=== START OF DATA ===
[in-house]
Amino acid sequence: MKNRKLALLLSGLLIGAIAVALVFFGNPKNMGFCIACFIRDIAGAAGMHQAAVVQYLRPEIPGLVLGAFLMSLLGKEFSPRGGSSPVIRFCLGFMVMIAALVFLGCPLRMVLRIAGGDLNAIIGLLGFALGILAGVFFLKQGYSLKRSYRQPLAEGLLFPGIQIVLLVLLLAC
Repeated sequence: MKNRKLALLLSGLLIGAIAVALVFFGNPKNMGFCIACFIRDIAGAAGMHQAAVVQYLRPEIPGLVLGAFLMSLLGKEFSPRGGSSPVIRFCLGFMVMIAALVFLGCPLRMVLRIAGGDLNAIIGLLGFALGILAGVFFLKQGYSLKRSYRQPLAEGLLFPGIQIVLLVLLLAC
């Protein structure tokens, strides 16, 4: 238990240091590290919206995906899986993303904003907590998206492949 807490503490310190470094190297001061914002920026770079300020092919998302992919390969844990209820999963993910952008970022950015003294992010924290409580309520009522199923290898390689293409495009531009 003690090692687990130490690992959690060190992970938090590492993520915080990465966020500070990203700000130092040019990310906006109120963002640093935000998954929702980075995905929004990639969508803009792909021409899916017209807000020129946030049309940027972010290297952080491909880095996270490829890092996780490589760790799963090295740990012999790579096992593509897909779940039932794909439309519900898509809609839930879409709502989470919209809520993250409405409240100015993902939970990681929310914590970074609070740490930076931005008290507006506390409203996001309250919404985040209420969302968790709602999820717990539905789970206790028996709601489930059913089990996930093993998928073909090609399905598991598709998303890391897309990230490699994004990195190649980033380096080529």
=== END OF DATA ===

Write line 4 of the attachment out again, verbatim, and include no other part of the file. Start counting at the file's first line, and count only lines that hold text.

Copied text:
């Protein structure tokens, strides 16, 4: 238990240091590290919206995906899986993303904003907590998206492949 807490503490310190470094190297001061914002920026770079300020092919998302992919390969844990209820999963993910952008970022950015003294992010924290409580309520009522199923290898390689293409495009531009 003690090692687990130490690992959690060190992970938090590492993520915080990465966020500070990203700000130092040019990310906006109120963002640093935000998954929702980075995905929004990639969508803009792909021409899916017209807000020129946030049309940027972010290297952080491909880095996270490829890092996780490589760790799963090295740990012999790579096992593509897909779940039932794909439309519900898509809609839930879409709502989470919209809520993250409405409240100015993902939970990681929310914590970074609070740490930076931005008290507006506390409203996001309250919404985040209420969302968790709602999820717990539905789970206790028996709601489930059913089990996930093993998928073909090609399905598991598709998303890391897309990230490699994004990195190649980033380096080529």